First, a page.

Planning their wedding can be very stressful for an engaged couple and can even take its toll on their relationship. This is especially true when the future bride and groom are not getting any support from their families and friends. In order to mitigate these undesirable consequences, parents can provide any form of assistance to their children to lighten their burden and make wedding planning easier and more romantic.

Here are three things that the parents of the bride and groom can do for their children:

  1. Remember that the wedding is not about you.

Some parents can be overly eager to help out that they forget that this isn’t about them. Sure, you made a significant financial contribution and the couple appreciates that. Did you get them handmade jewellery Brisbane couples can buy from Ringleaders? Even if you are paying for the wedding, keep in mind that it is not your wedding but your daughter’s or your son’s. Let them plan it the way they dream their perfect wedding to be. If your own parents or your in-laws interfered when you planned your own wedding many years ago, remember how you felt then. We know you wouldn’t want your children to resent you for meddling too much on their affairs.

MUST READ FOR PARENTS OF THE BRIDE AND GROOM

  1. Be honest and direct about financial contributions.

While parents are not obliged to contribute to their daughter’s or son’s wedding, you can still offer monetary assistance to your children. Many engaged couples are already financially able to carry the weight of wedding costs but any financial assistance they will receive will be greatly appreciated, particularly if they are on a tight budget.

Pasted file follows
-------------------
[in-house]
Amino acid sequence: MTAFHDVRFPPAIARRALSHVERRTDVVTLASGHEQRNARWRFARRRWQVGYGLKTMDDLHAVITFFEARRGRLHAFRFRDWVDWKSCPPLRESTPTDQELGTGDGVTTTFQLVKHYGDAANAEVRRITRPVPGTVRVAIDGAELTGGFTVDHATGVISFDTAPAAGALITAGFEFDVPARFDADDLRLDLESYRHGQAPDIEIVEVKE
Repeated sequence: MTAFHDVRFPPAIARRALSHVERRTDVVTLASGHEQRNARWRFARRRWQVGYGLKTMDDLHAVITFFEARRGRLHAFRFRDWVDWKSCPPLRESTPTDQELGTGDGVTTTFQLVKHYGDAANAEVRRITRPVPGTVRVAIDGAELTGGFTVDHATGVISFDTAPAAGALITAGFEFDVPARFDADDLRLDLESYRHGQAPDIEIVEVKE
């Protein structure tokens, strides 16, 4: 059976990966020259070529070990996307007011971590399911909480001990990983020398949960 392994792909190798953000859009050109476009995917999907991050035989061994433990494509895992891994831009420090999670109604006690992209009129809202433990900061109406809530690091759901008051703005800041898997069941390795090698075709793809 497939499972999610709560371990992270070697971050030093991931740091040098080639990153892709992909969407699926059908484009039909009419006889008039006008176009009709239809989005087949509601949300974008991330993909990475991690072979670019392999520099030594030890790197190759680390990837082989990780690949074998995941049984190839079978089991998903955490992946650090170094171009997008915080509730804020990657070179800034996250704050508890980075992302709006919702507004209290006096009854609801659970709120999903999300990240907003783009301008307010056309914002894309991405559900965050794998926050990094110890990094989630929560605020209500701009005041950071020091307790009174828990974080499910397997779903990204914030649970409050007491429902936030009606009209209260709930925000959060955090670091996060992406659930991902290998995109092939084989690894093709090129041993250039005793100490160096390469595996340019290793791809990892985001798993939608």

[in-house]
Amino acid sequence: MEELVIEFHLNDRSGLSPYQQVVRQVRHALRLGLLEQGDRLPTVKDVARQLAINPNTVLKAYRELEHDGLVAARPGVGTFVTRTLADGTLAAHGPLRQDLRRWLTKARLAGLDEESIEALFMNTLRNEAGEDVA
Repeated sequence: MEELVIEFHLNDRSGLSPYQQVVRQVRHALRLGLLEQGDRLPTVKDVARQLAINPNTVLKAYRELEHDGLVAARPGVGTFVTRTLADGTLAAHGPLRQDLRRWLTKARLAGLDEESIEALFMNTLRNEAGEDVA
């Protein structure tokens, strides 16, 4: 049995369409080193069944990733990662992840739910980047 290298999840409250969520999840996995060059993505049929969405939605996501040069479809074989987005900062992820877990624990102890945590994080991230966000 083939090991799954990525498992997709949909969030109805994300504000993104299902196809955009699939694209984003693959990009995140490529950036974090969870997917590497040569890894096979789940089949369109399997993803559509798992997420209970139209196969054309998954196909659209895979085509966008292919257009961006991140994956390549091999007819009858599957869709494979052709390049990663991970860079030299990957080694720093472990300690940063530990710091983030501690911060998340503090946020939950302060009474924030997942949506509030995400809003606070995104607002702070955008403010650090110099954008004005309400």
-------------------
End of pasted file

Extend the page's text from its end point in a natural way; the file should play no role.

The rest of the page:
Don’t wait for them to ask you. As parents, initiate the conversation about making contributions to their celebration. If you are giving money, make sure you are clear about the conditions of your funding. How much will you give? Are you giving the money as a wedding gift or as a loan? With the former, there is no expectation for repayment so it will be less stressful on the couple. The latter has a responsibility associated with it that the soon-to-be bride and groom can choose to accept or decline. Do not feel bad if the couple refuses to accept your offer because they may have other financial considerations as well.

In the same way, if you are unable to make a monetary contribution, let them know. Your child and their life partner will understand. It is likely that they are aware of your financial status and have anticipated this as well. Your honesty about your ability to contribute will help the couple better plan their wedding because now they already have a clearer budget. Also, in lieu of contributions in cash, you can always offer yourself or your expertise for their special day.

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  1. Offer your help as often as necessary.

In this stressful time, couples would greatly benefit from the assistance and support of family and friends. Check in on the couple every now and then so you can help address conundrums with your wisdom. Mothers of brides particularly need to have their maternal instincts and comforting words ready for bridezilla moments.

Your opinions as parents will also have a substantial impact on the couple, so make sure you are careful with what you want to say during these very sensitive times – from the wedding preparations up to the wedding day. From avoiding familial conflicts to delivering great wedding toasts and speeches and being in your best behaviour are just some expectations of the soon-to-be bride and groom toward their parents.

Ann-Marie x

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*This article is published in a partnership of Mediabuzzer